While this MA offers you a range of exciting modules that are chronologically or geographically specific, all modules are informed by recent theoretical and historical developments that allow you to think about categories like `literature', `culture' and `history' in nuanced and fresh ways.
You can also choose 30 credits from our MA Modern and Contemporary Literature (subject to availability) to further extend the scope of your study.
In your first semester, you will choose 2 of 3 core modules (30 credits each), which will lay the groundwork for your coursework as well as preparing you to think about your dissertation. The core modules address questions that are at the heart of literary and cultural studies, and will give you conceptual tools relevant to all of the modules offered in the second semester.
In the second semester, you will choose 4 out of 6 modules, each of which is weighted at 15 credits, allowing you the choice of a greater number of courses. You diversify your engagement with the field with these courses, each of which tackles a range of periods and literary/cultural productions. Some of the courses offer you the chance to engage with the holdings of the John Rylands Library. Each focuses on a body of work, or on a topic or critical question, situated in a particular context. Students with an interest in American Studies take 6 modules in total, including, in semester one, the core course 'American Studies: Theories, Methods, Practice' plus the choice of one of the other core courses (as listed above).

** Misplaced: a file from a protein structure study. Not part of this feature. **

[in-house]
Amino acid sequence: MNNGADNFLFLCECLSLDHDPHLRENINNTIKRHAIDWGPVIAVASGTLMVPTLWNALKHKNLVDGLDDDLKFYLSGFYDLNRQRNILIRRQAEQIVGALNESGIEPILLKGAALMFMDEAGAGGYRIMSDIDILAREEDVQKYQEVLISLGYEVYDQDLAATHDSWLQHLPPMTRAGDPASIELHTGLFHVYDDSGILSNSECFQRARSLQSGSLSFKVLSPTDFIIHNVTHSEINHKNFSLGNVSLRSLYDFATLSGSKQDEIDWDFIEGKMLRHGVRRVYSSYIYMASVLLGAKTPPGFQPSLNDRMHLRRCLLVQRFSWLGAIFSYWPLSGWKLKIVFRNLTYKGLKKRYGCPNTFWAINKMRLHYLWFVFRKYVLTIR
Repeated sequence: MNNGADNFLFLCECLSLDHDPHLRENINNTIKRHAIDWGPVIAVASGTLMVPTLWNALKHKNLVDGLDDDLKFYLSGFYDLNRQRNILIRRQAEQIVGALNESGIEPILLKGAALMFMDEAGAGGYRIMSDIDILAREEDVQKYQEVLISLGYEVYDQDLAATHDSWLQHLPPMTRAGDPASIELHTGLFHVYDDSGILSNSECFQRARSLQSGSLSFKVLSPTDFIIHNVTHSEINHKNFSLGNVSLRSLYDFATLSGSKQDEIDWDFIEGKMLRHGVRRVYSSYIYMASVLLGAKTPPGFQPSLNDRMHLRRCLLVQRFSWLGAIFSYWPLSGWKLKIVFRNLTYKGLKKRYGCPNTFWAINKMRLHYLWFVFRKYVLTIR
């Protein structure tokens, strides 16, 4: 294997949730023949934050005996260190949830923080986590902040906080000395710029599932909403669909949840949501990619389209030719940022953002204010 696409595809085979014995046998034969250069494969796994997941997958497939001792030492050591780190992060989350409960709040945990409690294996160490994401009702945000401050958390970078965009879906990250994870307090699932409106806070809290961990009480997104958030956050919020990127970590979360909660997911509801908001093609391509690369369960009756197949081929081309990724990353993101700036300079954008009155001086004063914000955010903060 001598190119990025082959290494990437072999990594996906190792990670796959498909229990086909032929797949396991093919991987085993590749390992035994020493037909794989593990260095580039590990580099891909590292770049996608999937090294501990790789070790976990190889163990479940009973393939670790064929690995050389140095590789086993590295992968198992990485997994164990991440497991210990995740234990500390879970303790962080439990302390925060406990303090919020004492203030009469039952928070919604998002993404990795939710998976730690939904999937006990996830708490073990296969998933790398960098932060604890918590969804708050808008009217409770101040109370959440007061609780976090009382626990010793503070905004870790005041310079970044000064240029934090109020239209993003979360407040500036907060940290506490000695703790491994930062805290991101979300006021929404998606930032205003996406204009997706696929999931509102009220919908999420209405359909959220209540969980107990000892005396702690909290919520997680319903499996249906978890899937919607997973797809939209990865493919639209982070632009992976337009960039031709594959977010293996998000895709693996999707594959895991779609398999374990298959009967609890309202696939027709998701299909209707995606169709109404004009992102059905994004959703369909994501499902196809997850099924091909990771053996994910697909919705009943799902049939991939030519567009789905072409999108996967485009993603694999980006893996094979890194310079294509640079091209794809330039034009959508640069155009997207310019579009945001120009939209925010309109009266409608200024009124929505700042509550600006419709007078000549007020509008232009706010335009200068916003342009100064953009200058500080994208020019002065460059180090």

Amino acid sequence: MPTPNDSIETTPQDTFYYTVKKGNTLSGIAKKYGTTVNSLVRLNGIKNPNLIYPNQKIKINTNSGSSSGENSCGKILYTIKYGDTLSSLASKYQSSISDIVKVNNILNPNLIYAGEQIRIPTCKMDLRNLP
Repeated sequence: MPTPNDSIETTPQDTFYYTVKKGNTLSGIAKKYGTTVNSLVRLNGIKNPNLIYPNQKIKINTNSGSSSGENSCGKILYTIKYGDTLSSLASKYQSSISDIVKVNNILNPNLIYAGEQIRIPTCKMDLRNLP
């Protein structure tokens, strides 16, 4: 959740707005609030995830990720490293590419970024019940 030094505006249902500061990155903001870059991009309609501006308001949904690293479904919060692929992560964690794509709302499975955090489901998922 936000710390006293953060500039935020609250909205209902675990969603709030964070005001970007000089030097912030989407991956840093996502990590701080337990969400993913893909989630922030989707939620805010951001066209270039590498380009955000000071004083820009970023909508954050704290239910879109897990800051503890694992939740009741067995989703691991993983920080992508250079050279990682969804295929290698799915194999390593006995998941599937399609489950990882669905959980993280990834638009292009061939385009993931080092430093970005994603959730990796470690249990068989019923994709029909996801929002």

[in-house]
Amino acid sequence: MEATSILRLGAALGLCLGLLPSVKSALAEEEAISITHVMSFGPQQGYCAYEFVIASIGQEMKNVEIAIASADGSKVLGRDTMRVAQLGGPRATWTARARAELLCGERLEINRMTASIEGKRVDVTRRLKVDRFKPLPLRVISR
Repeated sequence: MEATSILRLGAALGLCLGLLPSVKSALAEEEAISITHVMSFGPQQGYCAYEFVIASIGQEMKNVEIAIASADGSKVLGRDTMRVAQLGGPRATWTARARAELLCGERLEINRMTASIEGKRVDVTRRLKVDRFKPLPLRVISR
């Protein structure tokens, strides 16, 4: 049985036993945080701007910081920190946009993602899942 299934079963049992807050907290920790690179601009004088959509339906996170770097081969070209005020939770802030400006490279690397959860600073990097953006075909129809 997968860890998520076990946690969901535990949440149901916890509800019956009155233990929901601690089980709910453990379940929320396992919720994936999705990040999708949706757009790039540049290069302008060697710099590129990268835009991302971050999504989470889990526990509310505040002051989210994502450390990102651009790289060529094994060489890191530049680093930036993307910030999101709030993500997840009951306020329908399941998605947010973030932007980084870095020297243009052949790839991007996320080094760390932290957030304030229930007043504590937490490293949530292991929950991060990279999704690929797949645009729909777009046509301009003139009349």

Finally, students will write a 15,000-word dissertation, worth 60 credits, supervised by an academic member of staff.
Students are required to take 180 credits of units as listed above.
The list of units on offer will be updated annually. Students may also choose up to 30 credits worth of units from another MA programme in place of one of their optional units, subject to the approval of the Programme Director.
Students will also attend seminars on such topics as how to study at MA level, how to research and write a Master's thesis, and career options.
Practical support and advice for current students and applicants is available from the Disability Advisory and Support Service. Email: [email protected]